How to use the winget on Windows to install third-part tools & apps

Windows Package Manager (also known as winget) is a free and open-source package manager designed by Microsoft for Windows 10 (1809+) and Windows 11.

It consists of a command-line utility and a set of services for installing applications. The winget command-line tool enables users to discover, install, upgrade, remove, and configure applications on Windows 10 (1809+) and Windows 11 computers. Independent software vendors can use it as a distribution channel for their software packages. The tool is available on Windows 11 and modern versions of Windows 10 as a part of the App Installer. If you are interested in learning more about winget, you can visit the official Microsoft Learn page.

Open the elevated PowerShell window using the Search box or any other preferred ways. When PowerShell window is opened as administrator, type and execute the following command:

winget upgrade

This command is not necessary but quite helpful as it will show you the list of all the outdated programs and available updates for them. You will also be able to see the program name, ID, installed version, and available version. Now execute the command that will automatically update those programs with their latest versions. The command is:

winget upgrade --all

One by one, the Windows Package Manager will automatically download the new versions of programs and install them silently. This may take some time. So, let the process complete, and your programs will be updated with the new versions.

Just for your information, run winget command to view more information about how to use the tool. The following are some of the other commands and options available for use with winget.

Searching for an application:

winget search "package name"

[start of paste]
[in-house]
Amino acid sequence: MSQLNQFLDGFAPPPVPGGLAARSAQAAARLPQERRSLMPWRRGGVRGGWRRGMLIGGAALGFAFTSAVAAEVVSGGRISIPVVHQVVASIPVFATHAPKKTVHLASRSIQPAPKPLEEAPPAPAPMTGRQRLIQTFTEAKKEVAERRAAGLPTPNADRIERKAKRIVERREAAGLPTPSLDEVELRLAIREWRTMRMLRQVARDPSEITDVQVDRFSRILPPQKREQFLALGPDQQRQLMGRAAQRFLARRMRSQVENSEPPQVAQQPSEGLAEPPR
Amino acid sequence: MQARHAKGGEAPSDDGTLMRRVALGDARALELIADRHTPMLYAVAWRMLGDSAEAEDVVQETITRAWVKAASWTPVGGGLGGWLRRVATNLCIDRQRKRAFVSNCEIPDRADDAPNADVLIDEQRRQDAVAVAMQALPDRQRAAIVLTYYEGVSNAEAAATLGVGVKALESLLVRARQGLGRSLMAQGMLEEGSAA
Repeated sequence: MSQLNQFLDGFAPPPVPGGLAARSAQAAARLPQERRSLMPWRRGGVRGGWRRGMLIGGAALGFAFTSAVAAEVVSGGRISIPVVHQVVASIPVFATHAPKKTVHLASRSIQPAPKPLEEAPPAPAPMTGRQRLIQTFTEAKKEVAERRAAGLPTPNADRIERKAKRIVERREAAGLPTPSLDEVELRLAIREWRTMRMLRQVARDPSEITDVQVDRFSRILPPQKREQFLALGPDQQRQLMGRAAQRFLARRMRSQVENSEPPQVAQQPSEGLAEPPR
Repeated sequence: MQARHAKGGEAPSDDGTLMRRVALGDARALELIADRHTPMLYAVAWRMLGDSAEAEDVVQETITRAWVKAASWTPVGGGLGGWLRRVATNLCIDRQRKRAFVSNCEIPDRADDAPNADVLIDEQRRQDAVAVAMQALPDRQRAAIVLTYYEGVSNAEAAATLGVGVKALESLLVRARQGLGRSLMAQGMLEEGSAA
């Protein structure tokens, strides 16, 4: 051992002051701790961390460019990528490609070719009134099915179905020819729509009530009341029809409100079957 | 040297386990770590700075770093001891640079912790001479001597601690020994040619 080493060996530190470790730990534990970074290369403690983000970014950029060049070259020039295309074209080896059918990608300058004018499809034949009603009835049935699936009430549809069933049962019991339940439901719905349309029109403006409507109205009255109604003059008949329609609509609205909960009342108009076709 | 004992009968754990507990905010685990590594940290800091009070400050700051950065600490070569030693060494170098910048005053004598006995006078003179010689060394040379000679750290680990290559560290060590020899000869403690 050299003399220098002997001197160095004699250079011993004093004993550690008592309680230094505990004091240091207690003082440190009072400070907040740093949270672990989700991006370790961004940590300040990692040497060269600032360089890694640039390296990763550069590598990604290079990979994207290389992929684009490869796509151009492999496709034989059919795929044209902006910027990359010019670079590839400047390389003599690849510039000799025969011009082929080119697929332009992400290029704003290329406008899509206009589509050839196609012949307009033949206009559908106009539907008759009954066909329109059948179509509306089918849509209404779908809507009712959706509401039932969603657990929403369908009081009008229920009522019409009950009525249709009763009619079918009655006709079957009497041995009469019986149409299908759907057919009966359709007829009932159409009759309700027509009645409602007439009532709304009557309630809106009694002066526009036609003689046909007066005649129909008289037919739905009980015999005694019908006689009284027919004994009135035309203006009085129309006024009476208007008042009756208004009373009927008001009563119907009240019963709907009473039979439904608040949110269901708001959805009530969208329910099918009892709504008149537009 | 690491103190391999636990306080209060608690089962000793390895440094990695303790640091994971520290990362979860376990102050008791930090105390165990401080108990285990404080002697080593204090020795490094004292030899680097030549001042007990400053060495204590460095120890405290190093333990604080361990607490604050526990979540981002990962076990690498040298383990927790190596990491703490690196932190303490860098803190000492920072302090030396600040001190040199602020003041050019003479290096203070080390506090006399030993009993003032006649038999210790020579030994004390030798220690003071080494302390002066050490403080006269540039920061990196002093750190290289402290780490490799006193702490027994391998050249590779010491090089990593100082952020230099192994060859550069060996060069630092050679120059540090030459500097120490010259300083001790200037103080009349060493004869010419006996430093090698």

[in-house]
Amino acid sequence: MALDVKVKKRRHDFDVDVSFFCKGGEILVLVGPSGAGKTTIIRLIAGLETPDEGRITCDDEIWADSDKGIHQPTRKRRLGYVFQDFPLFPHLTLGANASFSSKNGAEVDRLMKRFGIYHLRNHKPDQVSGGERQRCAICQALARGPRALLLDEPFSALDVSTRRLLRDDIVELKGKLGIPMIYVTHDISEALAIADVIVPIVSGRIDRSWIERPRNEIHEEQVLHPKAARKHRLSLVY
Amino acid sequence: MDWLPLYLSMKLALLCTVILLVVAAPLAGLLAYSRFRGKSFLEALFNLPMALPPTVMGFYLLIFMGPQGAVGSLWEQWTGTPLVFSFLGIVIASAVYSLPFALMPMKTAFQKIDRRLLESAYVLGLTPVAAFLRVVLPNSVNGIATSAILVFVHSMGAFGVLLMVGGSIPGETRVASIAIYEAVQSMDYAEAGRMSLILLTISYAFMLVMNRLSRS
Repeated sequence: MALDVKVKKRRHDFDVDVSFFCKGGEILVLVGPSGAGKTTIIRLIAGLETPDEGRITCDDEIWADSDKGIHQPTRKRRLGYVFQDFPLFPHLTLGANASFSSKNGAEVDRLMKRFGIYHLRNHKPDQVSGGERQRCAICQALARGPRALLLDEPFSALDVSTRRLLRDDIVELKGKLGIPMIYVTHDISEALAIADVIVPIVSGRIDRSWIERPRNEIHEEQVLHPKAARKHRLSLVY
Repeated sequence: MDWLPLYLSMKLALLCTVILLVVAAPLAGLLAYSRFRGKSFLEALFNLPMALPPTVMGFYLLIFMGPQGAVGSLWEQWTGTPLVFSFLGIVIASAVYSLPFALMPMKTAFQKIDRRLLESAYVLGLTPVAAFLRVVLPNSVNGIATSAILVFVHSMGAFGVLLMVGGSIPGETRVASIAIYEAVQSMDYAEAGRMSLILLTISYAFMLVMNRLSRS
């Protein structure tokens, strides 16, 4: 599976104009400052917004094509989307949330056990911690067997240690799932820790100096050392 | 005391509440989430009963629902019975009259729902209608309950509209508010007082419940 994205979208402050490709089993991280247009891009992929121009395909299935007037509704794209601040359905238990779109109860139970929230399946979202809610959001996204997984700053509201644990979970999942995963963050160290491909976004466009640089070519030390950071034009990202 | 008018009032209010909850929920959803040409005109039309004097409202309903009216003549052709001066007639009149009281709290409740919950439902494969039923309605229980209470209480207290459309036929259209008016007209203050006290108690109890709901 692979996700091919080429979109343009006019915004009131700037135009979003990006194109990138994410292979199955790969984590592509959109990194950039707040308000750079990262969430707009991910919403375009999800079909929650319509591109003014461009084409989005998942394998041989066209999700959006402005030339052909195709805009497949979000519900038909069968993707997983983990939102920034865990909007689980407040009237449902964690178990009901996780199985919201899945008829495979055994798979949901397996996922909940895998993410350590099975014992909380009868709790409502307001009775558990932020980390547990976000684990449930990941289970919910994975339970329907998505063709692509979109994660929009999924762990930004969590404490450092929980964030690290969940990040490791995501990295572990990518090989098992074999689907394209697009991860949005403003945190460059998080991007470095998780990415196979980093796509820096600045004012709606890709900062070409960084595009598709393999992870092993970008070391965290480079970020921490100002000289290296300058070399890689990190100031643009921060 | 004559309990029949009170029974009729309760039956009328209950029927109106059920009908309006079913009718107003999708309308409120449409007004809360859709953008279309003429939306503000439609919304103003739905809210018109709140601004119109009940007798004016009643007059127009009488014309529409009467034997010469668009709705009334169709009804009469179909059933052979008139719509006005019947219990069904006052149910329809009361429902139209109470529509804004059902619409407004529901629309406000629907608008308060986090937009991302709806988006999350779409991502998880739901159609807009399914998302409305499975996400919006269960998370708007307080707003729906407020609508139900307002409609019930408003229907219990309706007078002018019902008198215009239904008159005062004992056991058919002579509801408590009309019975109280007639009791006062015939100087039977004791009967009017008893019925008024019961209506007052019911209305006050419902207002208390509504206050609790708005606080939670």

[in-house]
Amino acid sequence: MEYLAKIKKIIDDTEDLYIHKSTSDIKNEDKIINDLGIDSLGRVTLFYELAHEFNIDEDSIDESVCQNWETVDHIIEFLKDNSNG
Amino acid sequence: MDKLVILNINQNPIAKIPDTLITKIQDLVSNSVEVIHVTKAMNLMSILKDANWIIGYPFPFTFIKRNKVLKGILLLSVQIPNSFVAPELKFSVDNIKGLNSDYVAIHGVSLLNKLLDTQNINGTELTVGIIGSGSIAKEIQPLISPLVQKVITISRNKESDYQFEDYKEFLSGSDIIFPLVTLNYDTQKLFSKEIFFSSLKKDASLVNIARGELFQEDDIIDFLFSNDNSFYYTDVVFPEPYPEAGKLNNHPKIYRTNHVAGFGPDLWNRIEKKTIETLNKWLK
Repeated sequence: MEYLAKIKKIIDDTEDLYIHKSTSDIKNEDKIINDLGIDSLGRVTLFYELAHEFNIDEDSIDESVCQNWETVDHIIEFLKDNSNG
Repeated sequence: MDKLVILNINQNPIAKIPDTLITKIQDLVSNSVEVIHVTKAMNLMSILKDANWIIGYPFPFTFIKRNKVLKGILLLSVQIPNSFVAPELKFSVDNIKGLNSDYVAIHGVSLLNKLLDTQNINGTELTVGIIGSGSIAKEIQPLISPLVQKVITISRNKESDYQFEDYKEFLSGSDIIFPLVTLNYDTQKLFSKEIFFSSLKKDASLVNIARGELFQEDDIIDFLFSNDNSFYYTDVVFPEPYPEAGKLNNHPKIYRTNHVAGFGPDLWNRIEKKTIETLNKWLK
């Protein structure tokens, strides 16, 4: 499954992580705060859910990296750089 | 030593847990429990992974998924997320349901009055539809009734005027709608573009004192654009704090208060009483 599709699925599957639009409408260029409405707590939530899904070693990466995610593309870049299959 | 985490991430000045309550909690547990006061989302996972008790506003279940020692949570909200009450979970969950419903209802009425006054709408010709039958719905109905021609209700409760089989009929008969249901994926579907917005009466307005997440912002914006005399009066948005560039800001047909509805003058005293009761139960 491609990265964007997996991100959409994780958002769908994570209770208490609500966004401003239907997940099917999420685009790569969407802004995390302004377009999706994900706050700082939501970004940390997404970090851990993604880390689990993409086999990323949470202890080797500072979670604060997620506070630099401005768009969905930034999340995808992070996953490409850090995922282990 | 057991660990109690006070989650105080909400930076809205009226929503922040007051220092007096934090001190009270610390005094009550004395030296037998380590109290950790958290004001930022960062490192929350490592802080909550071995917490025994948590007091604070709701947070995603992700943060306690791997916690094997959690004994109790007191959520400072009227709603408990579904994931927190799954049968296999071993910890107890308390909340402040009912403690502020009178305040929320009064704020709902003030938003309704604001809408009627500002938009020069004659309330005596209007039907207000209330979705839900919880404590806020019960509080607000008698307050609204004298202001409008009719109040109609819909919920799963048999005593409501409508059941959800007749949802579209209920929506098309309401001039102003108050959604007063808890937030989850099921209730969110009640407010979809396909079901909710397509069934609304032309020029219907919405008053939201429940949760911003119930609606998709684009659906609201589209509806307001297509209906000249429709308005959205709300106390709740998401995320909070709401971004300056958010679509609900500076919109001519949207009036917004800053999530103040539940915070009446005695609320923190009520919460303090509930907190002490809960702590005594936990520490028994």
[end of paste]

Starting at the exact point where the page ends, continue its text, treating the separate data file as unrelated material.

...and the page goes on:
You can see more information about how to use one of winget’s built-in commands by passing -?` to it. For example, to see the various options you can use with winget, run the following command:

winget search -?

Installing the specified application:

winget install <package_id>

You can use the following syntax to install multiple applications in a single command:

winget install <query1> <query2> ...


winget install Microsoft.WindowsTerminal Microsoft.PowerToys Microsoft.VisualStudioCode

But how do you actually find packages to install? The best places to start are the winget-pkgs GitHub repository, where there’s a pretty hefty catalog of things you can install, as well as the excellent third-party resource, or

Upgrading the given package:

winget upgrade <package_id>

Updating all available packages to the latest application:

winget upgrade --all

winget upgrade --silent --all — Runs the installer in silent mode. This suppresses all UI. The default experience shows installer progress.

Displaying installed packages:

winget list

Uninstalling the given package:

winget uninstall <package_id>

If you’re interested in seeing more details about the package you’re downloading, too, there’s a simple command that will bring up a complete dossier on what it is and where it’s from:

winget show <package_id>

And if you’re interested in poking around a little more with the Windows Package Manager, enter this in the terminal to bring up a list of all current commands.

winget --help

Learn more about the winget tool supported commands.